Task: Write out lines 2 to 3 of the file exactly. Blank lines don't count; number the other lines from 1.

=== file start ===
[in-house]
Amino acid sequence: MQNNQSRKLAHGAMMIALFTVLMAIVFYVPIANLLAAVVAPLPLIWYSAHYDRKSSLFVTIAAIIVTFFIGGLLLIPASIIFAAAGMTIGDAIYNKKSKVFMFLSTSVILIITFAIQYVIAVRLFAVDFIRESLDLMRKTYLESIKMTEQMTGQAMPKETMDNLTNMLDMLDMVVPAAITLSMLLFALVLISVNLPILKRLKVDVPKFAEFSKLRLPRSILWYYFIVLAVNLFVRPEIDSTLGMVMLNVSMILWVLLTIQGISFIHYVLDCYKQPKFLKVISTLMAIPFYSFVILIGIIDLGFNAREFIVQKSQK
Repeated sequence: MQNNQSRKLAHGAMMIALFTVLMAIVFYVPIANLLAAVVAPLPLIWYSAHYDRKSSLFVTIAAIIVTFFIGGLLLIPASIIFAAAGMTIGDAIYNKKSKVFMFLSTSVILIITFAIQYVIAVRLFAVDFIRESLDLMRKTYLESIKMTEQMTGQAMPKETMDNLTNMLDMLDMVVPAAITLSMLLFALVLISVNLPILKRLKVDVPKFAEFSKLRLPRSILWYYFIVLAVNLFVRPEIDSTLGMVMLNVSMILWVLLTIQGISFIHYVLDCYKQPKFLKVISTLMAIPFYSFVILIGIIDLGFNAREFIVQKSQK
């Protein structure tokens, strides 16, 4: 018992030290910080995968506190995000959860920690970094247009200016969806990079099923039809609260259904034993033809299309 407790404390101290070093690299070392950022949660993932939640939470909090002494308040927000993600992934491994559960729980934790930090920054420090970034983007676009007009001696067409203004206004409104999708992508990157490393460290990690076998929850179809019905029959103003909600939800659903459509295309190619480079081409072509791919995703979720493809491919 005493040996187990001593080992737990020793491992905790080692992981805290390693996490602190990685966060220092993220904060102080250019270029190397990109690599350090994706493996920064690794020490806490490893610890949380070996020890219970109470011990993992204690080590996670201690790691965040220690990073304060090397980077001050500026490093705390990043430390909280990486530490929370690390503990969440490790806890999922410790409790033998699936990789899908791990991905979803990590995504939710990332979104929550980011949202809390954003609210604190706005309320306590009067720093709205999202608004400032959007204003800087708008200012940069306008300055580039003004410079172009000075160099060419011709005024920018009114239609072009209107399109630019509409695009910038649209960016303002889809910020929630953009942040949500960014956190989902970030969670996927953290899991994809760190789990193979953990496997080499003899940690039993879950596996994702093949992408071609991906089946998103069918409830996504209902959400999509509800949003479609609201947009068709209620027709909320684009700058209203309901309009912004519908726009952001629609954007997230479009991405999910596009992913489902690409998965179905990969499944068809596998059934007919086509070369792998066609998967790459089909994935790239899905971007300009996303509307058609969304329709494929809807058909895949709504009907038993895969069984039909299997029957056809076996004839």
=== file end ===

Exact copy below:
Amino acid sequence: MQNNQSRKLAHGAMMIALFTVLMAIVFYVPIANLLAAVVAPLPLIWYSAHYDRKSSLFVTIAAIIVTFFIGGLLLIPASIIFAAAGMTIGDAIYNKKSKVFMFLSTSVILIITFAIQYVIAVRLFAVDFIRESLDLMRKTYLESIKMTEQMTGQAMPKETMDNLTNMLDMLDMVVPAAITLSMLLFALVLISVNLPILKRLKVDVPKFAEFSKLRLPRSILWYYFIVLAVNLFVRPEIDSTLGMVMLNVSMILWVLLTIQGISFIHYVLDCYKQPKFLKVISTLMAIPFYSFVILIGIIDLGFNAREFIVQKSQK
Repeated sequence: MQNNQSRKLAHGAMMIALFTVLMAIVFYVPIANLLAAVVAPLPLIWYSAHYDRKSSLFVTIAAIIVTFFIGGLLLIPASIIFAAAGMTIGDAIYNKKSKVFMFLSTSVILIITFAIQYVIAVRLFAVDFIRESLDLMRKTYLESIKMTEQMTGQAMPKETMDNLTNMLDMLDMVVPAAITLSMLLFALVLISVNLPILKRLKVDVPKFAEFSKLRLPRSILWYYFIVLAVNLFVRPEIDSTLGMVMLNVSMILWVLLTIQGISFIHYVLDCYKQPKFLKVISTLMAIPFYSFVILIGIIDLGFNAREFIVQKSQK